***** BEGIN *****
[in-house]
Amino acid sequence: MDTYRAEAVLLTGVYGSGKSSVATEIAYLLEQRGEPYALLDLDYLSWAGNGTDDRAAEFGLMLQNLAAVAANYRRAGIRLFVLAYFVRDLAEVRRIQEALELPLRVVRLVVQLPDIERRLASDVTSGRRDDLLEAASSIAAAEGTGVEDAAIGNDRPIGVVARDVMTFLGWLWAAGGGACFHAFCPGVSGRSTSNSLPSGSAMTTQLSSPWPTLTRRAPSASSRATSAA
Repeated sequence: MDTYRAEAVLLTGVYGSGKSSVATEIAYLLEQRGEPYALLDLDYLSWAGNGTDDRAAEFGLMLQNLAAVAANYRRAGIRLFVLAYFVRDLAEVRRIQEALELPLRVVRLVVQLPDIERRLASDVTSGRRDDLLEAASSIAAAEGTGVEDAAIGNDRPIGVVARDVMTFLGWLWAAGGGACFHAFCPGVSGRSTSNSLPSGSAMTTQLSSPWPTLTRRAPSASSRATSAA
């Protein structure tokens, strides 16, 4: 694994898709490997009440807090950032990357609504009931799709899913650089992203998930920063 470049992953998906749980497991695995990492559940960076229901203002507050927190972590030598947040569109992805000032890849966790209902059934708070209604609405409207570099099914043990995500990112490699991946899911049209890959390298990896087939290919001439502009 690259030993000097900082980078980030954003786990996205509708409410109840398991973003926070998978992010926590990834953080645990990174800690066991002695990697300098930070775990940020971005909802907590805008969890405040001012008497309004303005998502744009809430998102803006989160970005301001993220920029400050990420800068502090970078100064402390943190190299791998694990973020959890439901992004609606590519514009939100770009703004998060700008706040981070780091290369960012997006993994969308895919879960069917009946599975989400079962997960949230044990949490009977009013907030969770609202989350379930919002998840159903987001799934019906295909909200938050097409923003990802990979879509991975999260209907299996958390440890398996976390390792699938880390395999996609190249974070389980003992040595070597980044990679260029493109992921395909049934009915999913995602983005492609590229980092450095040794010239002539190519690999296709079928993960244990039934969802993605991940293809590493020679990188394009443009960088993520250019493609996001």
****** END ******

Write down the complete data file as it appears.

[in-house]
Amino acid sequence: MDTYRAEAVLLTGVYGSGKSSVATEIAYLLEQRGEPYALLDLDYLSWAGNGTDDRAAEFGLMLQNLAAVAANYRRAGIRLFVLAYFVRDLAEVRRIQEALELPLRVVRLVVQLPDIERRLASDVTSGRRDDLLEAASSIAAAEGTGVEDAAIGNDRPIGVVARDVMTFLGWLWAAGGGACFHAFCPGVSGRSTSNSLPSGSAMTTQLSSPWPTLTRRAPSASSRATSAA
Repeated sequence: MDTYRAEAVLLTGVYGSGKSSVATEIAYLLEQRGEPYALLDLDYLSWAGNGTDDRAAEFGLMLQNLAAVAANYRRAGIRLFVLAYFVRDLAEVRRIQEALELPLRVVRLVVQLPDIERRLASDVTSGRRDDLLEAASSIAAAEGTGVEDAAIGNDRPIGVVARDVMTFLGWLWAAGGGACFHAFCPGVSGRSTSNSLPSGSAMTTQLSSPWPTLTRRAPSASSRATSAA
């Protein structure tokens, strides 16, 4: 694994898709490997009440807090950032990357609504009931799709899913650089992203998930920063 470049992953998906749980497991695995990492559940960076229901203002507050927190972590030598947040569109992805000032890849966790209902059934708070209604609405409207570099099914043990995500990112490699991946899911049209890959390298990896087939290919001439502009 690259030993000097900082980078980030954003786990996205509708409410109840398991973003926070998978992010926590990834953080645990990174800690066991002695990697300098930070775990940020971005909802907590805008969890405040001012008497309004303005998502744009809430998102803006989160970005301001993220920029400050990420800068502090970078100064402390943190190299791998694990973020959890439901992004609606590519514009939100770009703004998060700008706040981070780091290369960012997006993994969308895919879960069917009946599975989400079962997960949230044990949490009977009013907030969770609202989350379930919002998840159903987001799934019906295909909200938050097409923003990802990979879509991975999260209907299996958390440890398996976390390792699938880390395999996609190249974070389980003992040595070597980044990679260029493109992921395909049934009915999913995602983005492609590229980092450095040794010239002539190519690999296709079928993960244990039934969802993605991940293809590493020679990188394009443009960088993520250019493609996001």